Berfrois

What determines the lengths of novels?

What determines the lengths of novels?

The novel is an extremely flexible form. It can come out in countless shapes, include infinite content, and end up almost any length...

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Grant Maierhofer on Gordon Lish

Grant Maierhofer on Gordon Lish

Lish refers to the writings herein as "pieces and witherlings," and they're referred to elsewhere as "Fictions," as was the case with Collected Fictions. This is only important insofar as one is interested in Lish's methods from a compositional as well as readerly standpoint.

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Michael Thomsen on Larry Levis

Michael Thomsen on Larry Levis

Larry Levis had wanted to die. He’d killed himself, his close friend and fellow poet David St. John told my high school English class years ago during an after-hours reading in Fresno, California, not literally but by habituating himself to so many mundanely self-destructive habits.

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Eric D. Lehman on Martin Amis

Eric D. Lehman on Martin Amis

The long-delayed release of the film version of Martin Amis’s London Fields gives us the opportunity to revisit this prescient novel of murder and crisis.

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Our Eager Running

Our Eager Running

In class today we were talking about the differences between Vergil and Homer. The difference between the deep administrative state that Vergil is describing, and the unchanging, contextualizing hierarchical background against which Homeric personal relations play out.

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“Why wouldn’t you call it a novel?”

“Why wouldn’t you call it a novel?”

Well, it’s actually kind of an accident that I established my career as a nonfiction writer. From childhood I wanted to be a novelist.

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Nicholas Rombes on Dana Levin

Nicholas Rombes on Dana Levin

Patti had been the one to introduce me to the poets who changed my life, the course of my life. One of them was Dana Levin.

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Nothing can eclipse the first Lord Rothermere’s long infatuation with Hitler…

Nothing can eclipse the first Lord Rothermere’s long infatuation with Hitler…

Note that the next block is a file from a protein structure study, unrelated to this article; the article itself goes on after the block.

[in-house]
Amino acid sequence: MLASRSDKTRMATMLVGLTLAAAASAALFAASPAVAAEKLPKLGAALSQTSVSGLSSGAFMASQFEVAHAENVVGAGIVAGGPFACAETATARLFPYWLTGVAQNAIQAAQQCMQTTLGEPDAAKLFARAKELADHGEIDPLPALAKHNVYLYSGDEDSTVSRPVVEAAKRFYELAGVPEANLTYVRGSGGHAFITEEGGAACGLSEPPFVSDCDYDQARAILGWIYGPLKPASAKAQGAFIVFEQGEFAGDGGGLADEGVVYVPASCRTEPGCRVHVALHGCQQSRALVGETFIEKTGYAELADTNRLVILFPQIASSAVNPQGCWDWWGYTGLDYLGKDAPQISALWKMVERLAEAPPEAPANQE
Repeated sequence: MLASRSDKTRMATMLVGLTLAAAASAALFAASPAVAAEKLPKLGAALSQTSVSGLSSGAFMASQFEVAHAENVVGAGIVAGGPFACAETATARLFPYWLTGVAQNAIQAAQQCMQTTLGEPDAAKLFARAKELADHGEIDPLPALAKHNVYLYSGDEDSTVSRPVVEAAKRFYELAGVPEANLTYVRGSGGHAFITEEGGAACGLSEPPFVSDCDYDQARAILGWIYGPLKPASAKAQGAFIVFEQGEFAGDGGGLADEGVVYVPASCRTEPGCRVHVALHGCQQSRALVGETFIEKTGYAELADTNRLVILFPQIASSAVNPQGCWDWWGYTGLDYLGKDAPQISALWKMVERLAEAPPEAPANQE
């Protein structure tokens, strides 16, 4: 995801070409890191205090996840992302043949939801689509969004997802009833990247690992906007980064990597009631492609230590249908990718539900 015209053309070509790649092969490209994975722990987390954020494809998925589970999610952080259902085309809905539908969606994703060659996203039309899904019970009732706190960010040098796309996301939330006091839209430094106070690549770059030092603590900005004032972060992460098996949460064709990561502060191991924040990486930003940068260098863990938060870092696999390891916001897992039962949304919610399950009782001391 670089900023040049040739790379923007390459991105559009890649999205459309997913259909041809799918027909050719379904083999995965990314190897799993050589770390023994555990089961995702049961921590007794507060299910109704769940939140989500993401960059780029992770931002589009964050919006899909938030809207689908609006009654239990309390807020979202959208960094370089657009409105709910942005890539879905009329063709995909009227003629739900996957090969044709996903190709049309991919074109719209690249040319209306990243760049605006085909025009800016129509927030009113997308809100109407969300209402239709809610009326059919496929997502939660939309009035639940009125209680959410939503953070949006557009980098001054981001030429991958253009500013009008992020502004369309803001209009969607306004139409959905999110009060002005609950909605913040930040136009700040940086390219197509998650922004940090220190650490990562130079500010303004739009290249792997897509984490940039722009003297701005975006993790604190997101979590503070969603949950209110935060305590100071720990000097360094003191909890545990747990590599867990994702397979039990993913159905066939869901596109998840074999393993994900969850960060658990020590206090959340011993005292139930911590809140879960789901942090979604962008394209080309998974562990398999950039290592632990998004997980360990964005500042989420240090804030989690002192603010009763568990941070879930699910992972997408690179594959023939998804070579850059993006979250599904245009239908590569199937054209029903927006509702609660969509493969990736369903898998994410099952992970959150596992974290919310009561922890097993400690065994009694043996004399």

The daily routine of any newspaper is structured around meetings, known as conferences, but, to quote a regular attender of them, the Mail’s meetings resemble “this weird fucking feudal court”

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Eric D. Lehman: Fear of the Dog

Eric D. Lehman: Fear of the Dog

It is the civilized human’s sustained tendency toward irrational belief that Conan Doyle sets up as the central issue of Hound of the Baskervilles.

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Black Comix

Black Comix

by Matthew Teutsch This month I interviewed Deborah E. Whaley about her book Black Women in Sequence: Re-Inking Comics, Graphic Novels, and Anime (University of Washington Press, 2015). Whaley is an artist, curator, writer, and Associate Professor of American Studies and African American Studies at the University of Iowa. She...

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Most Loving Force

Most Loving Force

In 1934, when he was 17, Lowell determined to be a poet; by the end of that year he had written 30 poems. Such productivity can be a symptom of mania, as Jamison notes elsewhere, though of course it can also just be a sign of ambition.

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Virginia Woolf: Thoughts on Peace in an Air Raid

Virginia Woolf: Thoughts on Peace in an Air Raid

The Germans were over this house last night and the night before that. Here they are again. It is a queer experience, lying in the dark and listening to the zoom of a hornet which may at any moment sting you to death.

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What if the Oulipian constraint is the body?

What if the Oulipian constraint is the body?

Is this mental/intellectual/psychological focus within Conceptualism ableist? At the very least it seems to be one-dimensional: the body marks a caesura, and it is a product of Conceptualism’s relationship with the body and its positioning of itself in relation to it.

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‘We all hate the poetry we learnt in school. Why?’

‘We all hate the poetry we learnt in school. Why?’

That the object of education should be to fit the child for life is such a trite and well-worn saying that people smile at its commonplaceness even while they agree with its obvious common sense.

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